Feet. The greatest support for humanity. Put one foot in front of the other, and every day you're taken on wild journeys and fantastic adventures. With 26 different bones in each and thousands of sweat glands, the feet are complex parts of the body that can tell you a whole lot about your health. How much do you really know about them?
1. Steps: The average person takes 10,000 steps per day. Averaged out over a lifetime? That equates to around 115,000 miles.
2. Toenails: Toenails grow much slower than fingernails do. Some scientists hypothesize that this is because fingers are exposed to more bumps, scrapes and other minor cuts that stimulate nail growth. The toes, however, are safely wrapped in socks and tucked inside shoes, protecting the toenails from these minor traumas.
3. Sweat glands: Each foot has around 250,000 of them, and those glands produce enough sweat each day to fill a half pint glass. When that sweat and bacteria get trapped in socks, it produces some nasty scents. Luckily, Odor Eaters holds The Rotten Sneaker Contest each year. The smelliest wins $2,500.
4. Runners: The pressure on the feet when running can be as much as four times the runner's weight.
>> Click here to learn about the most common ailments of runners.
5. Foot problems. Women experience aches, pains and problems in the feet four times as much as men do. This is probably due to the wide array of shoe options available to women (hello, stilettos). On the same note, nine out of 10 women wear shoes that are too small for their feet. Click here to learn how to give yourself a foot massage.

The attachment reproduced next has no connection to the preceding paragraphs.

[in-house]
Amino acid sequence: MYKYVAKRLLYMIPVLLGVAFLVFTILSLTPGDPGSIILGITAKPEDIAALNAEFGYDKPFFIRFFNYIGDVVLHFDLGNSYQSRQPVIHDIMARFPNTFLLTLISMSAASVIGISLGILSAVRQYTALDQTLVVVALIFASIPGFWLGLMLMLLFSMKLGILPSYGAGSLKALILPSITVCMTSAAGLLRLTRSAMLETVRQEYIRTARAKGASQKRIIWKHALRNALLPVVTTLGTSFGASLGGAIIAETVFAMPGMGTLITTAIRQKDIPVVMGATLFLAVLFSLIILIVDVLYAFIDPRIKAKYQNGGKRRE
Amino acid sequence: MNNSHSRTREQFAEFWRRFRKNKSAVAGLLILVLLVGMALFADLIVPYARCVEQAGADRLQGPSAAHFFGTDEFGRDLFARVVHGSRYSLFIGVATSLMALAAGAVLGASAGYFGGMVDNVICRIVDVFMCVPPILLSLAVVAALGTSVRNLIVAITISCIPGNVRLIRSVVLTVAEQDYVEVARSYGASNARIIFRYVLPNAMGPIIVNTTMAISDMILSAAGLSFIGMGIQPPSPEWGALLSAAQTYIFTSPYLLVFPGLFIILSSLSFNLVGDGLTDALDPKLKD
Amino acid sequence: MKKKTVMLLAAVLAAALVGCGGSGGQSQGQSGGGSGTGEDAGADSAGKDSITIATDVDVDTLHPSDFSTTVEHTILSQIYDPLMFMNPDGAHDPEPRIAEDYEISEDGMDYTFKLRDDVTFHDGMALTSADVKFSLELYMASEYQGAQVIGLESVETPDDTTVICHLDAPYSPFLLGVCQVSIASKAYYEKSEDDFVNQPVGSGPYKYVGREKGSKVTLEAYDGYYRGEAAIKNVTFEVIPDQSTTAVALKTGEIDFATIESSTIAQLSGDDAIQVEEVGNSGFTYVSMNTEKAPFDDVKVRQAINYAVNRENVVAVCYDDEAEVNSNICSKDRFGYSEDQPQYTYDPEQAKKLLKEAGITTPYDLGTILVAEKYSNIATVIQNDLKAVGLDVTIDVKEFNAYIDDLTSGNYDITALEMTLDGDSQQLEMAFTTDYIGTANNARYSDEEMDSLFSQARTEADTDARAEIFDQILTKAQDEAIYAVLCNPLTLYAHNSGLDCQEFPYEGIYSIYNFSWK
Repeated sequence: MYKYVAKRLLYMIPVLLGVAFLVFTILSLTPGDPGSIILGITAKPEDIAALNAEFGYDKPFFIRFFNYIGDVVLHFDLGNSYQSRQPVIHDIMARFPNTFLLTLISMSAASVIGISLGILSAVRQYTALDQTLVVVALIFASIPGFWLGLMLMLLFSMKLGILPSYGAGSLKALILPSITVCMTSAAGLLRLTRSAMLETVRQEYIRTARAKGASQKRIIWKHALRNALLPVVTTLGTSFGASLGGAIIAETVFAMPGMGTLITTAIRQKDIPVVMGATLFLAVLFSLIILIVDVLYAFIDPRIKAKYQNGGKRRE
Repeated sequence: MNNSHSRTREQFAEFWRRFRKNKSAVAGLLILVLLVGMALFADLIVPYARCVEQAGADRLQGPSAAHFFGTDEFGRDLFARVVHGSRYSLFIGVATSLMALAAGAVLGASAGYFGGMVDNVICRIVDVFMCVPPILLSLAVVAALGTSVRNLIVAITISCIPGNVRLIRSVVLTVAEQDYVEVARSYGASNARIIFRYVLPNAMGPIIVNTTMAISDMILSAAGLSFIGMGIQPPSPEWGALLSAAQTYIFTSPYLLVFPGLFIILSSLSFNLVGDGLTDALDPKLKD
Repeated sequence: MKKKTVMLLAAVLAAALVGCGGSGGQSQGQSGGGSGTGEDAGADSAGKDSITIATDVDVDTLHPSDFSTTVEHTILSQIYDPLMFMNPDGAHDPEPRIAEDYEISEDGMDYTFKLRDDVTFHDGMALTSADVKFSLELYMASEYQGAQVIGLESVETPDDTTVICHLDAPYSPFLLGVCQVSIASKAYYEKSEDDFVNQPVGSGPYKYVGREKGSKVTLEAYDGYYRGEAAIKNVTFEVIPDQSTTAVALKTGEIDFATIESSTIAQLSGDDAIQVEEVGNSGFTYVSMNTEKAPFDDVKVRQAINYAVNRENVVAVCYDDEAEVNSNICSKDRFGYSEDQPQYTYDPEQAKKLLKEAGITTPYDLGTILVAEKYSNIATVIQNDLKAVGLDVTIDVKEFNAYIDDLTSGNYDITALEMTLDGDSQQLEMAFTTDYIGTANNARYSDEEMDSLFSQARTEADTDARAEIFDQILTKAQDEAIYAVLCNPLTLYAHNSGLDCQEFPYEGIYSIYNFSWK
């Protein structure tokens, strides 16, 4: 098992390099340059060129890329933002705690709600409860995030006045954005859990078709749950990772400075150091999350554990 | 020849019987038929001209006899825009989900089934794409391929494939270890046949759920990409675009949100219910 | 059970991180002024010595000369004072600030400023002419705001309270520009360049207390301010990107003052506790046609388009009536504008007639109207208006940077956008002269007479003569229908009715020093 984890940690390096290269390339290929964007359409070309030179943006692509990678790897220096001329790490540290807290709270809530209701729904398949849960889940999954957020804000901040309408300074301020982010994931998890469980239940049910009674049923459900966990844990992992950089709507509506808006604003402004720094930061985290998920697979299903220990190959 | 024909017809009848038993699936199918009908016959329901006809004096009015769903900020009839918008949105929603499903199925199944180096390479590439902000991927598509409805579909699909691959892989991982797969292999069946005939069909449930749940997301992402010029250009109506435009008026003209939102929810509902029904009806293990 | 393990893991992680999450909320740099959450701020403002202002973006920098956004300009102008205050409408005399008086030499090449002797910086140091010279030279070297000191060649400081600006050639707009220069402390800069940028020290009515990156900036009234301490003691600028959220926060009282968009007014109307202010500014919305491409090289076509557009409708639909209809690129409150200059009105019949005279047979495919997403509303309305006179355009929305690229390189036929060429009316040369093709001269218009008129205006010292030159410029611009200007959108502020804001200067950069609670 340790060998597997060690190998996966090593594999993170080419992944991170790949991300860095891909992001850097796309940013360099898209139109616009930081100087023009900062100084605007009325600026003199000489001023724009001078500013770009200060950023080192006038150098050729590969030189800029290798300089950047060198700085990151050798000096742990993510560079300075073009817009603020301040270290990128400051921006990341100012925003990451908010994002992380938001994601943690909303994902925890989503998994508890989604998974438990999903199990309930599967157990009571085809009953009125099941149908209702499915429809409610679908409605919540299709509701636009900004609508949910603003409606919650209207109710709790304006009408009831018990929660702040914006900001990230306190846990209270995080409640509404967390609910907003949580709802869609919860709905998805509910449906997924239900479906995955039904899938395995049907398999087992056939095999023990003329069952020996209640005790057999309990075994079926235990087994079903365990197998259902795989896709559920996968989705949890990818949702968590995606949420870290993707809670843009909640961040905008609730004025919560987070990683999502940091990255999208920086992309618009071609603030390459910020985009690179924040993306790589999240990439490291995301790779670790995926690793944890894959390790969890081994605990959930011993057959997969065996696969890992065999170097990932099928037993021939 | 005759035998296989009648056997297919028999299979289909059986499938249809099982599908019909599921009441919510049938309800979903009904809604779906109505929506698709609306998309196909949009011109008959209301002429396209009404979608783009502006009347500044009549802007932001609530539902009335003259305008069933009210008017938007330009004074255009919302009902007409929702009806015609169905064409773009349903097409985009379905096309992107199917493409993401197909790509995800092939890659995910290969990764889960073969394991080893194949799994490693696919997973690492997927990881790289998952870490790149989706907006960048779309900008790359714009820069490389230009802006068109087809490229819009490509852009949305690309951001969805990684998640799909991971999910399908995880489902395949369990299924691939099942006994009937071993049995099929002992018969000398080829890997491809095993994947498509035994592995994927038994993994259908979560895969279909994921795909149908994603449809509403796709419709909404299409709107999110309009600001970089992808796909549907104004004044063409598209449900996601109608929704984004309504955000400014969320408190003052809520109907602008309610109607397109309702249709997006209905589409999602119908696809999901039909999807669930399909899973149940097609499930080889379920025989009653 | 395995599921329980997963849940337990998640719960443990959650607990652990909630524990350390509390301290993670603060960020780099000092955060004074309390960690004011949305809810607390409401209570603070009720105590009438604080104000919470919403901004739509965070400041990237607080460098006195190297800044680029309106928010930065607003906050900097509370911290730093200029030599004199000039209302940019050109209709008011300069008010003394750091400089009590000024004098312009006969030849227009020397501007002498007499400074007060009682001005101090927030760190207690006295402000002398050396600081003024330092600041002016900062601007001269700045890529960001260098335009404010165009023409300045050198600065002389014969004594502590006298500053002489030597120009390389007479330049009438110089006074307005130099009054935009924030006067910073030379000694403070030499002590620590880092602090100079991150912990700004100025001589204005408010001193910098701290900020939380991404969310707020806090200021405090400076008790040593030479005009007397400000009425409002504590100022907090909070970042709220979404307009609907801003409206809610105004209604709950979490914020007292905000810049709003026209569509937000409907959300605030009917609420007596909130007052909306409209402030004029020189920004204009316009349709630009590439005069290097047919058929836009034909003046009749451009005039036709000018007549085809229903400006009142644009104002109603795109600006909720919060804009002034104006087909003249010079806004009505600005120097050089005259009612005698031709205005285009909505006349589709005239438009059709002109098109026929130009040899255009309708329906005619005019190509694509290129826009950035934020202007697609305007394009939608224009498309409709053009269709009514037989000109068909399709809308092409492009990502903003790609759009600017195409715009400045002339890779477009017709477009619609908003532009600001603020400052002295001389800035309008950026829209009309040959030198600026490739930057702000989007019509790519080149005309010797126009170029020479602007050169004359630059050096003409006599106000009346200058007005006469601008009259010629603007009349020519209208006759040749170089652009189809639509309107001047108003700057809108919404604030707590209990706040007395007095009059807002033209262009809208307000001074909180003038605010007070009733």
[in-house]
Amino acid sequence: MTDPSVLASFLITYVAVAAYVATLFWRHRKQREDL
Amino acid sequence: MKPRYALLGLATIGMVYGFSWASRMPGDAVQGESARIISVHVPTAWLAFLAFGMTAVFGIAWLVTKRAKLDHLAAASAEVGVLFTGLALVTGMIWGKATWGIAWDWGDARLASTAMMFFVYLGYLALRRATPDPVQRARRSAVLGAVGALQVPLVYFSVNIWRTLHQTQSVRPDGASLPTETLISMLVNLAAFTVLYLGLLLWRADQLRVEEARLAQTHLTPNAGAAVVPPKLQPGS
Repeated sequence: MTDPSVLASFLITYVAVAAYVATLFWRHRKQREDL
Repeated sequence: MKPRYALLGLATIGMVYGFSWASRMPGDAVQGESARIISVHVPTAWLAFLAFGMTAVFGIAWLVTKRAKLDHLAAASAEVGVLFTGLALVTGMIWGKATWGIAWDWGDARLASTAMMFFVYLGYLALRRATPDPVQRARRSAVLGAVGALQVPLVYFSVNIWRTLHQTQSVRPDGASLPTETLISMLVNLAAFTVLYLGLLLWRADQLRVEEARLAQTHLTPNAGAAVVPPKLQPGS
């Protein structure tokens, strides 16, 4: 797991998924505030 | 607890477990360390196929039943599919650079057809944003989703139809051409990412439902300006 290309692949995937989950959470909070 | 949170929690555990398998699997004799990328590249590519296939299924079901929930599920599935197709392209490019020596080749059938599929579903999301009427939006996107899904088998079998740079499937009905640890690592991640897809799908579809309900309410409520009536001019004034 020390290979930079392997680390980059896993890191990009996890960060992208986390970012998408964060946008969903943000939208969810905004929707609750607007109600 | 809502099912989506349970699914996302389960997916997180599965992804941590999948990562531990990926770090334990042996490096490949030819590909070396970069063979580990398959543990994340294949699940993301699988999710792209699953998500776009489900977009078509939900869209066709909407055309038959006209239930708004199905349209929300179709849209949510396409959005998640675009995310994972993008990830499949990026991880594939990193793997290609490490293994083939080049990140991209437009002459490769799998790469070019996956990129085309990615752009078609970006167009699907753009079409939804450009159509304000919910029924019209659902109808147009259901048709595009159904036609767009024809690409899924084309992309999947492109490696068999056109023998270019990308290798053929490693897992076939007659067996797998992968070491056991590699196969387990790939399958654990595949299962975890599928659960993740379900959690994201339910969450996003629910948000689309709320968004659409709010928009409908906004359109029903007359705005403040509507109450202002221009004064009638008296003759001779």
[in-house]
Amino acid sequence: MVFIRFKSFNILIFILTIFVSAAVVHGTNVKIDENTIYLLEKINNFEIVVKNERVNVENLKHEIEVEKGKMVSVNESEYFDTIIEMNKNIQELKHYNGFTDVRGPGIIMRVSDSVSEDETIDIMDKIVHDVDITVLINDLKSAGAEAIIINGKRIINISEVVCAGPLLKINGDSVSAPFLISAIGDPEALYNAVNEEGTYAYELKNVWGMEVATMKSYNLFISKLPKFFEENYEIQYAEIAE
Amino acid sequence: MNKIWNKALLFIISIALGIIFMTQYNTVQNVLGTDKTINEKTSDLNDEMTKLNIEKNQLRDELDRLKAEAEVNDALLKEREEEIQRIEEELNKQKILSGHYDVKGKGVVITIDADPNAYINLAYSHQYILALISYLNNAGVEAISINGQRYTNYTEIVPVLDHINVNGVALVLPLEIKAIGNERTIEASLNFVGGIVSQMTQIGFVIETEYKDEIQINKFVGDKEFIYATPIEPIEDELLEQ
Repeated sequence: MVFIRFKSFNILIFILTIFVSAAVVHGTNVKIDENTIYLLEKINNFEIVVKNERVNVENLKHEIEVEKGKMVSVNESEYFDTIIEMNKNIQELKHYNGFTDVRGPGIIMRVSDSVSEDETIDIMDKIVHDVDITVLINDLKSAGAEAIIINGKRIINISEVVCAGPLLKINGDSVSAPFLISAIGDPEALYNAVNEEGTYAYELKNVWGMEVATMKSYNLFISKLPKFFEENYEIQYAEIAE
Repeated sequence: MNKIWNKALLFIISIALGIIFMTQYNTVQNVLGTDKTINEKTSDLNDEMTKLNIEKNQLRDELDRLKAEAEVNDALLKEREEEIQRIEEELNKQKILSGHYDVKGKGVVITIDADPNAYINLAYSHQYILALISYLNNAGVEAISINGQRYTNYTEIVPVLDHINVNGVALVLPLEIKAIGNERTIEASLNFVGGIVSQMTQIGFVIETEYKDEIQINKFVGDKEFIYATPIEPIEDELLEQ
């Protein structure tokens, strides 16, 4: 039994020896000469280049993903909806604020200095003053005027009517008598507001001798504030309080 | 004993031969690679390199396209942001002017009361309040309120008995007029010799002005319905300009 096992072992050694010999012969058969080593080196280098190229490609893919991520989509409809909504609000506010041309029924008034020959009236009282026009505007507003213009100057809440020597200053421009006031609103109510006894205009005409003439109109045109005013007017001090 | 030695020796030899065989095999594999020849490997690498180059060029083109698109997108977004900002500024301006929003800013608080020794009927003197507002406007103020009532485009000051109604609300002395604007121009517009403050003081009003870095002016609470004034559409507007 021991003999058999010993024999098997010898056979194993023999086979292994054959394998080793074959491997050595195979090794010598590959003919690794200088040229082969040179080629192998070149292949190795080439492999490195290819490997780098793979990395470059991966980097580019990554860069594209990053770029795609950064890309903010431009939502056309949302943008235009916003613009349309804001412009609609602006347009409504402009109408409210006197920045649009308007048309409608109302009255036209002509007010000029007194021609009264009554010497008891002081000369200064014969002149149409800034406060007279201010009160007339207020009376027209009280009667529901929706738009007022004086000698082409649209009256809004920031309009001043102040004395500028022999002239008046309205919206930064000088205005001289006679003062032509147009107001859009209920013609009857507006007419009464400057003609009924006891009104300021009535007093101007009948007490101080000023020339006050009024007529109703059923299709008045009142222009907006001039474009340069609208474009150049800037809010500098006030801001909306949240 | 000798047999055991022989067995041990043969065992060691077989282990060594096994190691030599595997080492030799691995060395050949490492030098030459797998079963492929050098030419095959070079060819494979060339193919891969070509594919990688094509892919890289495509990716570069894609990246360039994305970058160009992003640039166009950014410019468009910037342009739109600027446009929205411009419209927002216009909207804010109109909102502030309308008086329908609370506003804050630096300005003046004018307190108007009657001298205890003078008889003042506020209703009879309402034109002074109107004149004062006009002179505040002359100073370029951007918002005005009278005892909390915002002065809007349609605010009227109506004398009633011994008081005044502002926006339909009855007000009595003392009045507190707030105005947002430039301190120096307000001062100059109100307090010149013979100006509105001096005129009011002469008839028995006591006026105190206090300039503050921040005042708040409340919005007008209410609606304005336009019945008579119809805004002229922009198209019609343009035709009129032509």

>> Read more: Get Long, Lean Legs: 4 Thigh-Thinning Workouts [VIDEO]
6. Bones: Twenty-five percent of all the bones in the human body are located in the feet. These strong body parts are made up of 26 bones, 33 joints, 107 ligaments and 19 muscles.
7. Toe-to-hand surgeries: Even though the range of motion between fingers and toes is wildly different, a toe could replace a finger if needed. It is usually the big toe that replaces the thumb.
8. The first shoes? In cold weather, people living during the Stone Age would wrap animal hides around their feet to preserve the body's heat and provide protection for their toes. Research now shows that early humans were wearing shoes as far back as 40,000 years ago.
9. Buying shoes: The American Podiatric Medical Association advises that shopping for shoes (or animal hides) is best done in the afternoon. This is because feet tend to swell during the day, and it is best to buy shoes that will fit feet at their largest.
10. Butterflies: These beautiful winged creatures have taste sensors in their feet, says the San Diego Zoo, which allows them to taste leaves and figure out if they want to lay their eggs there. If they do, their caterpillars will surely be able to eat the leaves later on.